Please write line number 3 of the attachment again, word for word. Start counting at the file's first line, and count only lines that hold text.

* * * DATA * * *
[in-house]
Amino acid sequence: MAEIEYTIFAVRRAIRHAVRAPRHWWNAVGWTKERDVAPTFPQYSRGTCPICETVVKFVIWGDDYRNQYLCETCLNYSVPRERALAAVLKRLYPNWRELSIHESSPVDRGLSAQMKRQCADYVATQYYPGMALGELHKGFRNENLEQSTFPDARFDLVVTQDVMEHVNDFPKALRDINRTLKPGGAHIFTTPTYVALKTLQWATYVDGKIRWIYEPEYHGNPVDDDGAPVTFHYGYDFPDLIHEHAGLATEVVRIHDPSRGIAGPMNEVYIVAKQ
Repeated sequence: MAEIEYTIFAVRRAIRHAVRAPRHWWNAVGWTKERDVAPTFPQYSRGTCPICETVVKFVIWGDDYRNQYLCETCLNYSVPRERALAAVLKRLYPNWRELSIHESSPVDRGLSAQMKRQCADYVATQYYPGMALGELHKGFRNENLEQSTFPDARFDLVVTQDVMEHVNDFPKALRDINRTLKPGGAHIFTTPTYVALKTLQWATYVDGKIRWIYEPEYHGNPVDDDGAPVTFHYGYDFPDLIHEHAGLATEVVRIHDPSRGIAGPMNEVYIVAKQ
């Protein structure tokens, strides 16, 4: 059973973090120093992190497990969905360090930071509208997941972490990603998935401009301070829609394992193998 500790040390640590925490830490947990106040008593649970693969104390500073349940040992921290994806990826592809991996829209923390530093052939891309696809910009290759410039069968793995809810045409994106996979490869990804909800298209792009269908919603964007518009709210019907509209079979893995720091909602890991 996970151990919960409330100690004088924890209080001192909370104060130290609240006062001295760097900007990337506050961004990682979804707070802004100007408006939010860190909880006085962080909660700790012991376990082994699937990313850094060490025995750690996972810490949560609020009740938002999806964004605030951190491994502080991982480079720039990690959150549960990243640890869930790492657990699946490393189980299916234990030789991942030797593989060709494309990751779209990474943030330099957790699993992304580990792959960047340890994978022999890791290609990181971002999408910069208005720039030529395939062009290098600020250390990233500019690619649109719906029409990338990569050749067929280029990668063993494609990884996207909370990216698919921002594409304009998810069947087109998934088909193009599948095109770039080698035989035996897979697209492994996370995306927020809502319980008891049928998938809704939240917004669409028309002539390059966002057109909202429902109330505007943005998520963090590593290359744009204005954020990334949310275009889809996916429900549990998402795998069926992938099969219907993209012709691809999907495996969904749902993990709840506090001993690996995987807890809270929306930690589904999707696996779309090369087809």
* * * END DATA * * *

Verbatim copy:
Repeated sequence: MAEIEYTIFAVRRAIRHAVRAPRHWWNAVGWTKERDVAPTFPQYSRGTCPICETVVKFVIWGDDYRNQYLCETCLNYSVPRERALAAVLKRLYPNWRELSIHESSPVDRGLSAQMKRQCADYVATQYYPGMALGELHKGFRNENLEQSTFPDARFDLVVTQDVMEHVNDFPKALRDINRTLKPGGAHIFTTPTYVALKTLQWATYVDGKIRWIYEPEYHGNPVDDDGAPVTFHYGYDFPDLIHEHAGLATEVVRIHDPSRGIAGPMNEVYIVAKQ